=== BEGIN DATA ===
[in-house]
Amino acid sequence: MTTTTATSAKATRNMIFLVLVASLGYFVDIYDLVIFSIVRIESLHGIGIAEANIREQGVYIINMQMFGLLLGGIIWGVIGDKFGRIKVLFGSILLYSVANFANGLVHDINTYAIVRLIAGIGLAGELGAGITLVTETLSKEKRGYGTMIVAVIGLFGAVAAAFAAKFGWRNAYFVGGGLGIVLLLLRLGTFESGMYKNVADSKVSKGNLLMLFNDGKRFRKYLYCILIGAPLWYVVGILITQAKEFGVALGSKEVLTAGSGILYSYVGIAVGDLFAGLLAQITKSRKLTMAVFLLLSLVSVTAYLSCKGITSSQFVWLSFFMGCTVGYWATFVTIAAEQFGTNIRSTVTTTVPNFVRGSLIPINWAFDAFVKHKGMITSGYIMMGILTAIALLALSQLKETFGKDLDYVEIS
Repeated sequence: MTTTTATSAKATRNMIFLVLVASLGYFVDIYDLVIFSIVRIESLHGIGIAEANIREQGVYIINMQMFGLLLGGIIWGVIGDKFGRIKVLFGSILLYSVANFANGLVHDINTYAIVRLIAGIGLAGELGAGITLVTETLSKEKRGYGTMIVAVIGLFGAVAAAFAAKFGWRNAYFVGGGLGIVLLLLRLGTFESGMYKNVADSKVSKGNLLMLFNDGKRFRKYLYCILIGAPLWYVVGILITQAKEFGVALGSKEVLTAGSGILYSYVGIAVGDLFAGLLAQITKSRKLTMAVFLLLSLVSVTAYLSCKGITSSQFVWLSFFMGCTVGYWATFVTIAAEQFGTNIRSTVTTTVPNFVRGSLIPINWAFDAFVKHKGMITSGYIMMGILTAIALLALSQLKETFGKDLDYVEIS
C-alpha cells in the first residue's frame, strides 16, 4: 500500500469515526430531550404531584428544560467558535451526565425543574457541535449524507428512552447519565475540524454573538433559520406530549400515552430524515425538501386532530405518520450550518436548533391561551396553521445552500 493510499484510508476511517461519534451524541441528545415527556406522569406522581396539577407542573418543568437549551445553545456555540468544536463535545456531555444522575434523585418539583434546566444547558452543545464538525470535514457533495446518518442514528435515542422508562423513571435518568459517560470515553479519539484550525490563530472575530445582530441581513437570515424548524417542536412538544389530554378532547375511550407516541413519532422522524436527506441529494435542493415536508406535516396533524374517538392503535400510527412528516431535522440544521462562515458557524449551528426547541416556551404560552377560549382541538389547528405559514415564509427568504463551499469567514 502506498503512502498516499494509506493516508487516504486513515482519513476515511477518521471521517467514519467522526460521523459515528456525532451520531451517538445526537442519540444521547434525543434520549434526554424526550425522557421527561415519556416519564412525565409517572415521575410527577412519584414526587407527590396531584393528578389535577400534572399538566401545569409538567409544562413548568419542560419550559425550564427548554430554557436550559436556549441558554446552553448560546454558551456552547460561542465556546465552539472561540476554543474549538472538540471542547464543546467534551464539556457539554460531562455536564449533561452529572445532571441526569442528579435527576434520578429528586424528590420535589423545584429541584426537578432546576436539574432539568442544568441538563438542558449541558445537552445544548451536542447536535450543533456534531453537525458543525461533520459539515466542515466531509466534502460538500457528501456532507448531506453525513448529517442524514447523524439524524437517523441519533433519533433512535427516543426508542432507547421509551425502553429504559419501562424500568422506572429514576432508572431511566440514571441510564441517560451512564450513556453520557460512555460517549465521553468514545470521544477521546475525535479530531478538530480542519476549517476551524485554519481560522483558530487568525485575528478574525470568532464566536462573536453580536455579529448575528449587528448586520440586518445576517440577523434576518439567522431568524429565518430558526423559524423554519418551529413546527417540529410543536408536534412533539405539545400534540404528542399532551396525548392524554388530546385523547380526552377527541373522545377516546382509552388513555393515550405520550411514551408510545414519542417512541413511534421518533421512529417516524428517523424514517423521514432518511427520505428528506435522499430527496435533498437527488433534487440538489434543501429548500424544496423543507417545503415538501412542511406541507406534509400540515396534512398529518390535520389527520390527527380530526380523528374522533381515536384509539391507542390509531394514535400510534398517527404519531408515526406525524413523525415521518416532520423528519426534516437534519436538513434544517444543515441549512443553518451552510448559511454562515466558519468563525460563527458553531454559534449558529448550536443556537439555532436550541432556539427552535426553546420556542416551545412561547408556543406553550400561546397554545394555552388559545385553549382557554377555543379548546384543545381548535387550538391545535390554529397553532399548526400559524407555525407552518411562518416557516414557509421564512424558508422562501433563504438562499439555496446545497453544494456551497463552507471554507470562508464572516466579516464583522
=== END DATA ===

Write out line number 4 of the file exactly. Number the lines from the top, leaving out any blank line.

C-alpha cells in the first residue's frame, strides 16, 4: 500500500469515526430531550404531584428544560467558535451526565425543574457541535449524507428512552447519565475540524454573538433559520406530549400515552430524515425538501386532530405518520450550518436548533391561551396553521445552500 493510499484510508476511517461519534451524541441528545415527556406522569406522581396539577407542573418543568437549551445553545456555540468544536463535545456531555444522575434523585418539583434546566444547558452543545464538525470535514457533495446518518442514528435515542422508562423513571435518568459517560470515553479519539484550525490563530472575530445582530441581513437570515424548524417542536412538544389530554378532547375511550407516541413519532422522524436527506441529494435542493415536508406535516396533524374517538392503535400510527412528516431535522440544521462562515458557524449551528426547541416556551404560552377560549382541538389547528405559514415564509427568504463551499469567514 502506498503512502498516499494509506493516508487516504486513515482519513476515511477518521471521517467514519467522526460521523459515528456525532451520531451517538445526537442519540444521547434525543434520549434526554424526550425522557421527561415519556416519564412525565409517572415521575410527577412519584414526587407527590396531584393528578389535577400534572399538566401545569409538567409544562413548568419542560419550559425550564427548554430554557436550559436556549441558554446552553448560546454558551456552547460561542465556546465552539472561540476554543474549538472538540471542547464543546467534551464539556457539554460531562455536564449533561452529572445532571441526569442528579435527576434520578429528586424528590420535589423545584429541584426537578432546576436539574432539568442544568441538563438542558449541558445537552445544548451536542447536535450543533456534531453537525458543525461533520459539515466542515466531509466534502460538500457528501456532507448531506453525513448529517442524514447523524439524524437517523441519533433519533433512535427516543426508542432507547421509551425502553429504559419501562424500568422506572429514576432508572431511566440514571441510564441517560451512564450513556453520557460512555460517549465521553468514545470521544477521546475525535479530531478538530480542519476549517476551524485554519481560522483558530487568525485575528478574525470568532464566536462573536453580536455579529448575528449587528448586520440586518445576517440577523434576518439567522431568524429565518430558526423559524423554519418551529413546527417540529410543536408536534412533539405539545400534540404528542399532551396525548392524554388530546385523547380526552377527541373522545377516546382509552388513555393515550405520550411514551408510545414519542417512541413511534421518533421512529417516524428517523424514517423521514432518511427520505428528506435522499430527496435533498437527488433534487440538489434543501429548500424544496423543507417545503415538501412542511406541507406534509400540515396534512398529518390535520389527520390527527380530526380523528374522533381515536384509539391507542390509531394514535400510534398517527404519531408515526406525524413523525415521518416532520423528519426534516437534519436538513434544517444543515441549512443553518451552510448559511454562515466558519468563525460563527458553531454559534449558529448550536443556537439555532436550541432556539427552535426553546420556542416551545412561547408556543406553550400561546397554545394555552388559545385553549382557554377555543379548546384543545381548535387550538391545535390554529397553532399548526400559524407555525407552518411562518416557516414557509421564512424558508422562501433563504438562499439555496446545497453544494456551497463552507471554507470562508464572516466579516464583522